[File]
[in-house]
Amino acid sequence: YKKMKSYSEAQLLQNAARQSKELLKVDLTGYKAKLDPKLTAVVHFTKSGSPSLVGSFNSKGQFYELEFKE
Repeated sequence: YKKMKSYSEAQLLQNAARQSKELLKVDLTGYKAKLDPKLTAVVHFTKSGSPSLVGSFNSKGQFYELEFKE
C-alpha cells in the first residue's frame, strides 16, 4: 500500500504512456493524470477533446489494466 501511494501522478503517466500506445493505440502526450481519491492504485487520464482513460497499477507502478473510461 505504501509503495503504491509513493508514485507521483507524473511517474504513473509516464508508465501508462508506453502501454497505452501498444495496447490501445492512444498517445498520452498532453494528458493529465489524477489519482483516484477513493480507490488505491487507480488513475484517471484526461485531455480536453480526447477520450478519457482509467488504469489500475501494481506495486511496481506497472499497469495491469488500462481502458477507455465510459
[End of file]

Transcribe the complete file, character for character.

[in-house]
Amino acid sequence: YKKMKSYSEAQLLQNAARQSKELLKVDLTGYKAKLDPKLTAVVHFTKSGSPSLVGSFNSKGQFYELEFKE
Repeated sequence: YKKMKSYSEAQLLQNAARQSKELLKVDLTGYKAKLDPKLTAVVHFTKSGSPSLVGSFNSKGQFYELEFKE
C-alpha cells in the first residue's frame, strides 16, 4: 500500500504512456493524470477533446489494466 501511494501522478503517466500506445493505440502526450481519491492504485487520464482513460497499477507502478473510461 505504501509503495503504491509513493508514485507521483507524473511517474504513473509516464508508465501508462508506453502501454497505452501498444495496447490501445492512444498517445498520452498532453494528458493529465489524477489519482483516484477513493480507490488505491487507480488513475484517471484526461485531455480536453480526447477520450478519457482509467488504469489500475501494481506495486511496481506497472499497469495491469488500462481502458477507455465510459